Poem of the day

The Sphinx
by Ralph Waldo Emerson (1802-1882)

The Sphinx is drowsy,
            The wings are furled;
Her ear is heavy,
            She broods on the world.
“Who’ll tell me my secret,
            The ages have kept?—
I awaited the seer,
            While they slumbered and slept;—

“The fate of the man-child;
            The meaning of man;
Known fruit of the unknown;
            Daedalian plan;
Out of sleeping a waking,
            Out of waking a sleep;
Life death overtaking;
            Deep underneath deep?

“Erect as a sunbeam,
            Upspringeth the palm;
The elephant browses,
            Undaunted and calm;
In beautiful motion
            The thrush plies his wings;
Kind leaves of his covert,
            Your silence he sings.

“The waves, unashamed,
            In difference sweet,
Play glad with the breezes,
            Old playfellows meet;
The journeying atoms,
            Primordial wholes,
Firmly draw, firmly drive,
            By their animate poles.

“Sea, earth, air, sound, silence,
            Plant, quadruped, bird,
By one music enchanted,
            One deity stirred,—
Each the other adorning,
            Accompany still;
Night veileth the morning,
            The vapor the hill.

“The babe by its mother
            Lies bathed in joy;
Glide its hours uncounted,—
            The sun is its toy;
Shines the peace of all being,
            Without cloud, in its eyes;
And the sum of the world
            In soft miniature lies.

“But man crouches and blushes,
            Absconds and conceals;
He creepeth and peepeth,
            He palters and steals;
Infirm, melancholy,
            Jealous glancing around,
An oaf, an accomplice,
            He poisons the ground.

“Outspoke the great mother,
            Beholding his fear;—
At the sound of her accents
            Cold shuddered the sphere:—
‘Who has drugged my boy’s cup?
            Who has mixed my boy’s bread?
Who, with sadness and madness,
            Has turned the man-child’s head?”

I heard a poet answer,
            Aloud and cheerfully,
“Say on, sweet Sphinx! thy dirges
            Are pleasant songs to me.
Deep love lieth under
            These pictures of time;
They fad in the light of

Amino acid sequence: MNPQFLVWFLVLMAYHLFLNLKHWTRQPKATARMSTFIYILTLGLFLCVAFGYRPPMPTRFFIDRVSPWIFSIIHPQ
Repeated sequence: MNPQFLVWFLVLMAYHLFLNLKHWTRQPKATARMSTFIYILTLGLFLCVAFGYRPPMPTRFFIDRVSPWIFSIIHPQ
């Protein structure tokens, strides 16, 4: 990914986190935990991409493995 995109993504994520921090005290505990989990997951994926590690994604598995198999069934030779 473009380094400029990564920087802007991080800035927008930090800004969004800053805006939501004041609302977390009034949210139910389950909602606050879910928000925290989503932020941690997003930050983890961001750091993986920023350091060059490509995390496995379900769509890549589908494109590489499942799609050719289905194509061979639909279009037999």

Their meaning sublime.

“The fiend that man harries
            Is love of the Best;
Yawns the pit of the Dragon,
            Lit by rays from the Blest.
The Lethe of nature
            Can’t trace him again,
Whose soul sees the perfect,
            Which his eyes seek in vain.

“Profounder, profounder,
            Man’s spirit must dive;
To his aye-rolling orbit
            No goal will arrive;
The heavens that now draw him
            With sweetness untold,
Once found,—for new heavens
            He spurneth the old.

“Pride ruined the angels,
            Their shame them restores;
And the joy that is sweetest
            Lurks in stings of remorse.
Have I a lover
            Who is noble and free?—
I would he were nobler
            Than to love me.

“Eterne alternation
            Now follows, now flied;
And under pain, pleasure,—
            Under pleasure, pain lies.
Love works at the centre,
            Heart-heaving alway;
Forth speed the strong pulses
            To the borders of day.

“Dull Sphinx, Jove keep thy five wits!
            Thy sight is growing blear;
Rue, myrrh, and cummin for the Sphinx—
            Her muddy eyes to clear!”—
The old Sphinx bit her thick lip,—
            Said, “Who taught thee me to name?
I am thy spirit, yoke-fellow,
            Of thine eye I am eyebeam.

“Thou art the unanswered question;
            Couldst see they proper eye,
Alway it asketh, asketh;
            And each answer is a lie.
So take thy quest through nature,
            It through thousand natures ply;
Ask on, thou clothed eternity;
            Time is the false reply.”

Uprose the merry Sphinx,
            And crouched no more in stone;
She melted into purple cloud,
            She silvered in the moon;
She spired into a yellow flame;
            She flowered in blossoms red;
She flowed into a foaming wave;
            She stood Monadnoc’s head.

Through a thousand voices
            Spoke the universal dame:
“Who telleth one of my meanings,
            Is master of all I am.”

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